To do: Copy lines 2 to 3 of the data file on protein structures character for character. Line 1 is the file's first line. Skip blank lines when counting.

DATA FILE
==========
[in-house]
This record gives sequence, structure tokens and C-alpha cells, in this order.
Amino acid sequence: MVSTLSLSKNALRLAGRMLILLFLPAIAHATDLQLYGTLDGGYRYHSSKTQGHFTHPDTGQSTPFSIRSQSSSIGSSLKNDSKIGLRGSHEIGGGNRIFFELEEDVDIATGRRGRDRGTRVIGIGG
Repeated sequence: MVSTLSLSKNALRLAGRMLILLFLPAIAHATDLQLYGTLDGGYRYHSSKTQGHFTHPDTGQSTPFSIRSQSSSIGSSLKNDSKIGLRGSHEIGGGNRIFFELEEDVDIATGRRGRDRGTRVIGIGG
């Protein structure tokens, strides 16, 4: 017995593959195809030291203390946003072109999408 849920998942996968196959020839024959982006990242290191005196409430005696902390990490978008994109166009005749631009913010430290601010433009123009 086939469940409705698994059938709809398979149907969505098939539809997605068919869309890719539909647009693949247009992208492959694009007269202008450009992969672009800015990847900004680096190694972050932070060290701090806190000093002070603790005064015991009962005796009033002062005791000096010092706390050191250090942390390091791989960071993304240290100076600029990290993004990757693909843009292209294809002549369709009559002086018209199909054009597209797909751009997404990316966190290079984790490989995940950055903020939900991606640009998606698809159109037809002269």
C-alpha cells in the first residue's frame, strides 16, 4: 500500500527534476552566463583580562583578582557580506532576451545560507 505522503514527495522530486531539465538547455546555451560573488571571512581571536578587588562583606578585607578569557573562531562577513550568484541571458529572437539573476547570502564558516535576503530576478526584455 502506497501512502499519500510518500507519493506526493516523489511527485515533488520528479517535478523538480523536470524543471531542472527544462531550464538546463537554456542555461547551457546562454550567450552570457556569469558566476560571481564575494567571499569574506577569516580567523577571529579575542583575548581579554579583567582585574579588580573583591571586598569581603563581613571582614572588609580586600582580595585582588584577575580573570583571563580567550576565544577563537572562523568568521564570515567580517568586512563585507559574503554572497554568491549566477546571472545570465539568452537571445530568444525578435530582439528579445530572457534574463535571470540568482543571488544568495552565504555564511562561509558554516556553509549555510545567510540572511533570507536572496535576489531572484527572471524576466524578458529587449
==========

This record gives sequence, structure tokens and C-alpha cells, in this order.
Amino acid sequence: MVSTLSLSKNALRLAGRMLILLFLPAIAHATDLQLYGTLDGGYRYHSSKTQGHFTHPDTGQSTPFSIRSQSSSIGSSLKNDSKIGLRGSHEIGGGNRIFFELEEDVDIATGRRGRDRGTRVIGIGG